Janis Pataridis

* 1937

  • “They placed us in these children’s homes and we lived there. The nurses there were from the Red Cross and they always took care of us. We were all in one room, but there were several rooms in the house. The nurse Květa… we were afraid of her. You know, we were curious. We were going out from the building, although we were suppose to sleep – because many children from Greece were sick, there was an epidemic of tuberculosis. But we were curious. And she yelled at us: ‘Damned boys!’”

  • “And so they found the weapons – they brought men from the village and they had to demolish our wall and they pulled out all the weapons which were hidden there. Dad was still in Greece, he was hiding, he was an illegal official in the [Communist] Party. So they arrested mom. Mom was in some other place, and my brother and I were not at home, either. They said that if my mom did not show up, they would shoot my two sisters who were there. They terrified us. I was a little boy at that time. They arrested mom and they took her to Thessaloniki. There was a court trial. The trial was later transferred to Kilkis, a district town. We were going there with my sister, she was sixteen – she was always taking me with her so that my mom would see me. Or so that I would see mom? She was on a balcony on the third floor, she saw me from that ‘tower,’ but we could not even speak to each other, such was the situation there. Then one day the older sister came there and the prisoners told her that they had taken her to an execution site. So they executed mom.”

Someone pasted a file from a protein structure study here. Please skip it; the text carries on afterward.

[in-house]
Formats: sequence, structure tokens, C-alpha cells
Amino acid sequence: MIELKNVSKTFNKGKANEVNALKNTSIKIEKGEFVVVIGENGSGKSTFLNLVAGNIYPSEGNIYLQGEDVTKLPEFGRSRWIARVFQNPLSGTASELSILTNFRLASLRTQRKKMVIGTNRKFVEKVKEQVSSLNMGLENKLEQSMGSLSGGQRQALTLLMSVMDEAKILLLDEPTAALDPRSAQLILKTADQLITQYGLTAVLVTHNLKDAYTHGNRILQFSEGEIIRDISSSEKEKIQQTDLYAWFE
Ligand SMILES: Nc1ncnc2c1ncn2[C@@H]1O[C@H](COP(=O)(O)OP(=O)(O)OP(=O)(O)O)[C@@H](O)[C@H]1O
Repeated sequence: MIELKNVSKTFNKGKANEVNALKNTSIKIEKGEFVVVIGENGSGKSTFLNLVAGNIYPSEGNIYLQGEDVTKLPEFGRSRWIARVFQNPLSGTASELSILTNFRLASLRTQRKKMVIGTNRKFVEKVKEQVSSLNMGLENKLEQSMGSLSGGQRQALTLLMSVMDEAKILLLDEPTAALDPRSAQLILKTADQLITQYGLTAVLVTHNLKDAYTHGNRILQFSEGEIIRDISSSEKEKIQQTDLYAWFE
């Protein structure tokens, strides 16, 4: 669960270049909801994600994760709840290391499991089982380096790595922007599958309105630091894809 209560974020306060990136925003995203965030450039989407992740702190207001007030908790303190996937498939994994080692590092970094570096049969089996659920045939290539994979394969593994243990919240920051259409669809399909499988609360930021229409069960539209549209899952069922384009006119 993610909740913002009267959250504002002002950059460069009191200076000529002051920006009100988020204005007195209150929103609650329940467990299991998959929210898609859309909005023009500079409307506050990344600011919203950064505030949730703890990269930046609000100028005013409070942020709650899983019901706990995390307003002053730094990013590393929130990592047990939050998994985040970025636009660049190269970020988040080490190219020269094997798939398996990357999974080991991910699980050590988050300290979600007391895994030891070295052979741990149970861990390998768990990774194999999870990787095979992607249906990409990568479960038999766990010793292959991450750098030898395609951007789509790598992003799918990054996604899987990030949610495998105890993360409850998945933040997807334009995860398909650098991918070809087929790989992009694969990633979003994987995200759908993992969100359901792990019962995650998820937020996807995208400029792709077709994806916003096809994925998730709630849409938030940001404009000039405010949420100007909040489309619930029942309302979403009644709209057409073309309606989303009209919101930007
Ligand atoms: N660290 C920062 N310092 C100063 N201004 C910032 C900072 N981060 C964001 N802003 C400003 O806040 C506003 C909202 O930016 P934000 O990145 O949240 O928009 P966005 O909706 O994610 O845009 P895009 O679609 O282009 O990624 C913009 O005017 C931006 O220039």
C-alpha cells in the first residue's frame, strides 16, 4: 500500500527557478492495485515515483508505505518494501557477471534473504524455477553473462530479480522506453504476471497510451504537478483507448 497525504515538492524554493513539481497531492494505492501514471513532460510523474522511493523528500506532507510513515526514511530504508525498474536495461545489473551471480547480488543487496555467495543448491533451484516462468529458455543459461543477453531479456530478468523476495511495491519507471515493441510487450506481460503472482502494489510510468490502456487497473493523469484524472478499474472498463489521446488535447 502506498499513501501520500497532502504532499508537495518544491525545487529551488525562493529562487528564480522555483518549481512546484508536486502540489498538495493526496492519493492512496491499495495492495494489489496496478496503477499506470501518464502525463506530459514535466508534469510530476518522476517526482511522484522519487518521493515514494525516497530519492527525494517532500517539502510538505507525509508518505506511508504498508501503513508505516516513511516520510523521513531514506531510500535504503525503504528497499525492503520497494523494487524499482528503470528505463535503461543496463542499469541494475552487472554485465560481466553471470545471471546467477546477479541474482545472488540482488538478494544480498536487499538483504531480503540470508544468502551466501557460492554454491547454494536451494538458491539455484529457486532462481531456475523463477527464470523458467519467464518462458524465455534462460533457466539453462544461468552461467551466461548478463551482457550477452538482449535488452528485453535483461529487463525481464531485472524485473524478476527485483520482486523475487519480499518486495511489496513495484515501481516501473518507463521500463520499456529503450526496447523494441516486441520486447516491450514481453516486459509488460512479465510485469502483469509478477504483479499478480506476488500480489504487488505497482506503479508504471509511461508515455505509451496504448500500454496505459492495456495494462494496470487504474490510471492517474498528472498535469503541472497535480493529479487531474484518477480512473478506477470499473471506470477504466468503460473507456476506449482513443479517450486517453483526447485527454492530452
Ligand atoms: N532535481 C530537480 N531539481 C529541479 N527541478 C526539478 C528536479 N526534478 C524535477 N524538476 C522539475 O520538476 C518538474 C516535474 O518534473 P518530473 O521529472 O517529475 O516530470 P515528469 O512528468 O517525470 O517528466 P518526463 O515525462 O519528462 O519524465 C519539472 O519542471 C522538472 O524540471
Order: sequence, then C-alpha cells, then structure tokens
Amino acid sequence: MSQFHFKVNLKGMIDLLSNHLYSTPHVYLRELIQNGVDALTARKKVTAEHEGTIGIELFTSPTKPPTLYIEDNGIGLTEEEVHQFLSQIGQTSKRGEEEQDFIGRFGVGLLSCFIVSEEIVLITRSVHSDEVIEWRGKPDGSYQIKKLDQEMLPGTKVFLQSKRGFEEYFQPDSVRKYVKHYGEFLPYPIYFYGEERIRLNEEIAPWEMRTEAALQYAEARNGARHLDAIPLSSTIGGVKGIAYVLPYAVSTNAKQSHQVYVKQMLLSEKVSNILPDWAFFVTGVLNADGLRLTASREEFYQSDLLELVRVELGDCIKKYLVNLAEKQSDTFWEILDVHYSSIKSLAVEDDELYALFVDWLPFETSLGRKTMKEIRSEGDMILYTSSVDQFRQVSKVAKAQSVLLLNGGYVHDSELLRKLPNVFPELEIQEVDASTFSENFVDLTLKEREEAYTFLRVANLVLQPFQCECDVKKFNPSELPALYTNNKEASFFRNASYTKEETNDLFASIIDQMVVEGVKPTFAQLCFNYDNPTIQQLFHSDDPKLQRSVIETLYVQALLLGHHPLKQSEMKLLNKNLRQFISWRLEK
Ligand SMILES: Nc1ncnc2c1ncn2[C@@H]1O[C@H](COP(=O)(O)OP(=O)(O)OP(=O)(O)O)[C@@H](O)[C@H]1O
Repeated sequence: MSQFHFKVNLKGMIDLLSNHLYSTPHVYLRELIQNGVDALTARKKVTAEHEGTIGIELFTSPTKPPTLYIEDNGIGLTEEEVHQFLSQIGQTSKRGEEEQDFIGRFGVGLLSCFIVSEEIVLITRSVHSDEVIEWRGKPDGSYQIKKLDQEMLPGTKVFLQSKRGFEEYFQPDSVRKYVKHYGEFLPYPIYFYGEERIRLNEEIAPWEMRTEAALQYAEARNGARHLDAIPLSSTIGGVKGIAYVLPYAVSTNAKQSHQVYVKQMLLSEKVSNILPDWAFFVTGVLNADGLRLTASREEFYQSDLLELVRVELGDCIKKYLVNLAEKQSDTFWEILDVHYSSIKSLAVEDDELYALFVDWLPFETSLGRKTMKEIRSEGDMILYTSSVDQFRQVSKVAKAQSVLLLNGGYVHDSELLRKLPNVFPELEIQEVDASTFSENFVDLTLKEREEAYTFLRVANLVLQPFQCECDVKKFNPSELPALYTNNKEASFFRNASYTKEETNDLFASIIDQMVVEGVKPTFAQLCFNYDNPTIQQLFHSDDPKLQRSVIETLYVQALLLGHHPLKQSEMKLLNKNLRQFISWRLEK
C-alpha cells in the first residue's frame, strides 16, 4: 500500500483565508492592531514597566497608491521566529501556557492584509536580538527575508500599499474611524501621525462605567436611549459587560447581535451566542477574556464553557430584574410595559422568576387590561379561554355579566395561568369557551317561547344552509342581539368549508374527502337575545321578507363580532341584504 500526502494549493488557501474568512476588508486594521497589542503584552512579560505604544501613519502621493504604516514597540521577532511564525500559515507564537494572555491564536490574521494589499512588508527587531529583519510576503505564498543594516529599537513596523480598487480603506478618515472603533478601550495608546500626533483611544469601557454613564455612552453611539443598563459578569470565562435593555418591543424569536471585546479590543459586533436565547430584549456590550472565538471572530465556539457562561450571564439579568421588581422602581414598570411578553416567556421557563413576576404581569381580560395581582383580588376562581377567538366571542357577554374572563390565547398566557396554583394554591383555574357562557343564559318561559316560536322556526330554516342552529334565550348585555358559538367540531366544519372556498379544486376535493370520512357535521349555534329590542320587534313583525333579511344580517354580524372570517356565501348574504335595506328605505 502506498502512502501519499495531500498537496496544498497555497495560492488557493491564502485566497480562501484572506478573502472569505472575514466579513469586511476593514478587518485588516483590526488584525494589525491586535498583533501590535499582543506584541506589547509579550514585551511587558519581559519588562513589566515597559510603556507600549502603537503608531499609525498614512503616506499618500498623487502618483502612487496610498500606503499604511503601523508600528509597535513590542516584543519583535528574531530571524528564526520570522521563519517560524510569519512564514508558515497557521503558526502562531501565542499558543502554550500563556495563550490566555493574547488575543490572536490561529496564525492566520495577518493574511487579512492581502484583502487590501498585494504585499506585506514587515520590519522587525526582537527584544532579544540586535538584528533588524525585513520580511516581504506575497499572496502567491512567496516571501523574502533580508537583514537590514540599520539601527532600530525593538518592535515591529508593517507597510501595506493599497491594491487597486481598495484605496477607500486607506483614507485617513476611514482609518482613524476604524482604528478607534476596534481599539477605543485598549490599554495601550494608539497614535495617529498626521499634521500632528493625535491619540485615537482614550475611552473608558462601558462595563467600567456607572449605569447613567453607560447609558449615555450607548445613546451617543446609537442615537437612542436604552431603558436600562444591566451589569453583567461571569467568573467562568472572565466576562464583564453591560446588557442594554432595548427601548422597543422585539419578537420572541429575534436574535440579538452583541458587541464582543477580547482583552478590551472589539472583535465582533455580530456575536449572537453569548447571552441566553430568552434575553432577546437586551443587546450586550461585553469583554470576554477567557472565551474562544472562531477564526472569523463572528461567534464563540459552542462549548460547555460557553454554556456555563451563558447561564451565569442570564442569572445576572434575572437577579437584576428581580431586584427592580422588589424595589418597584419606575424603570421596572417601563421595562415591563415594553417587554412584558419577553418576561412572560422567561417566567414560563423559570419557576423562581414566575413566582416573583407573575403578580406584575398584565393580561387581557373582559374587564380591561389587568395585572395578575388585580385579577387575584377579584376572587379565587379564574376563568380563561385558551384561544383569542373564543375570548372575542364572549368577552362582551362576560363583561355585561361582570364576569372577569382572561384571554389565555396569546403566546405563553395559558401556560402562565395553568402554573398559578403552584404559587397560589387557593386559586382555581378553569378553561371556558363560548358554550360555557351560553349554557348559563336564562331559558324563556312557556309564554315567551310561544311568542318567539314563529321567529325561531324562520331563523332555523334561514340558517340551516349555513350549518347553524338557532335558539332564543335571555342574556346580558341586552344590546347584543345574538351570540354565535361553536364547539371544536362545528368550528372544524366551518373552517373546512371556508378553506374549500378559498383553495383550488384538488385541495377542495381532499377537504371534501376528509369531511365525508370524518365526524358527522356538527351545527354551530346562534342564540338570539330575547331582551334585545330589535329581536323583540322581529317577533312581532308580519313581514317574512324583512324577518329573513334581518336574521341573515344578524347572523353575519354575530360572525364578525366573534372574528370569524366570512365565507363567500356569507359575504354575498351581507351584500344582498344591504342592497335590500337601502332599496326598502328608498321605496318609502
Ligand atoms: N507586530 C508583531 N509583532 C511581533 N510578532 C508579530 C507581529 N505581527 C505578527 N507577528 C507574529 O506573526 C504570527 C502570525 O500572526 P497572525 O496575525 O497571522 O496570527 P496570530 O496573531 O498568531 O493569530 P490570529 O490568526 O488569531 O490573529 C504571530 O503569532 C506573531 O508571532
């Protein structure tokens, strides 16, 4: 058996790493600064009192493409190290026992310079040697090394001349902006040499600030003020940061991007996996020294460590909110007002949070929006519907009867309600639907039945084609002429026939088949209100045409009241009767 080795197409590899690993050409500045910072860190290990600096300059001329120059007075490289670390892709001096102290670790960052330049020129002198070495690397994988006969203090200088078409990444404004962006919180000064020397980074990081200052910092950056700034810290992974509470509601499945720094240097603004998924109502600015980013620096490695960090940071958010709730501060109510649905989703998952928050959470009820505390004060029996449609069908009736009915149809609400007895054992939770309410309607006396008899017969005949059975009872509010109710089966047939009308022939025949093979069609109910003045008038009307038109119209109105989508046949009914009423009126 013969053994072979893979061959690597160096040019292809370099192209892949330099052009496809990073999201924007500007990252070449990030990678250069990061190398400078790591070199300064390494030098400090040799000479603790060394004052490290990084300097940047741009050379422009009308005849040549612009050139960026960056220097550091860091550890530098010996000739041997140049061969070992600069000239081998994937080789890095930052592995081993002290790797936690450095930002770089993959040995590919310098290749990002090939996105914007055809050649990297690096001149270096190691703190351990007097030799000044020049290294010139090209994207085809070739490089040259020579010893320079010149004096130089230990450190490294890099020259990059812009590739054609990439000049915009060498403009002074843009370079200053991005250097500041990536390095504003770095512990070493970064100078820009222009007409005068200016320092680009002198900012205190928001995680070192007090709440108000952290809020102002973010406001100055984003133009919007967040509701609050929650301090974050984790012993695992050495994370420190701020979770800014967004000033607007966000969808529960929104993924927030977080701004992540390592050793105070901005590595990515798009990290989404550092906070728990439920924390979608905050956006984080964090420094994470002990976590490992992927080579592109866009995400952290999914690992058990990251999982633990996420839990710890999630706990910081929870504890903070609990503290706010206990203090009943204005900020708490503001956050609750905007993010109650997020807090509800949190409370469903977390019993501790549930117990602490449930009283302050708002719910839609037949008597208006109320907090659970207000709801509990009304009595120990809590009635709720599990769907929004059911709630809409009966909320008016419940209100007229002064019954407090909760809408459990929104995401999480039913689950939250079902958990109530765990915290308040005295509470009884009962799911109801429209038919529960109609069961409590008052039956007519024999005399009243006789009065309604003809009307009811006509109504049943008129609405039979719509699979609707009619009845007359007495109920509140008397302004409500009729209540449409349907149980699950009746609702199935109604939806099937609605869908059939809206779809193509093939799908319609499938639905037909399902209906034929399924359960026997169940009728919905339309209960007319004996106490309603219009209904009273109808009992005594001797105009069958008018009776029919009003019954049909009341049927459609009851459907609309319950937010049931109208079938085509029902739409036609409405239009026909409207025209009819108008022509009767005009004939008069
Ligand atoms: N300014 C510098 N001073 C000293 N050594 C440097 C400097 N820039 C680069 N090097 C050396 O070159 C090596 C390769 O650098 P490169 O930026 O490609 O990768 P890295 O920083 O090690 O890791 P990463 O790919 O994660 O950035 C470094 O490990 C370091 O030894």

• “We were little children. There was a director of the children’s home while we were in Unčín, even before the others came there. He really was a wonderful person. He had this relationship with the children. Since we could not speak Czech, we gathered in a room and he would point to us in Czech: ‘This is a chair,’ and he wrote ‘chair,’ but we could not write. ‘And this is a table, this is a glass.’ Simple words like this so that we would learn them. And he repeated them over an over, until we learnt them. At that time, my hand-written ‘a’ was not like this, but it looked like that. I signed my name Pataridis, with ‘a’ like this, and ‘t’ and ‘a.’ He was such a good and patient man. I have such fond memories of the people who worked for the Red Cross. They were mostly Red Cross workers assigned to work with Greek children and teach them Czech. And to teach them pronunciation like this: for example, the letter ‘ř,’ which for us was like: ‘rzzzzzz,’ ‘lzzzzzz.’ Or ‘ž,’ or ‘š.’ We could not pronounce them. Greek language does not have anything like this, the diacritics, and so on. So we were gradually learning something. But we did not learn much. The children were sometimes making fun of it.”

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    Budějovická, 25.04.2017

    duration: 02:04:47
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The Red Cross. They were wonderful people!

Janis Pataridis
Janis Pataridis

Janis Pataridis was born in northern Greece on 1st February 1937. His parents took part in the communist resistance movement against the Nazis and after the end of World War Two they refused to surrender their weapons to the government which was controlled by the English. Janis’ father joined partisans and he was killed in combat, and his mother was executed for hiding weapons. Janis and his siblings were sent to Yugoslavia, but following a conflict between Tito and Stalin - the Greek communist party sided with the Soviet Union - the Greek refugees were no longer able to stay there. School-age children like Janis and his brother Charis were sent to socialist countries, Czechoslovakia being one of them. The Red Cross, which was subject to the governing political party, was taking care of them throughout this time. Janis Pataridis subsequently stayed in six children’s homes all over Czechoslovakia. He never stayed in a same institution as his brother. From the last children’s home he went to live in a student residence hall in Prague, he graduated from the Czech Technical University (ČVUT) and he remained in Czechoslovakia.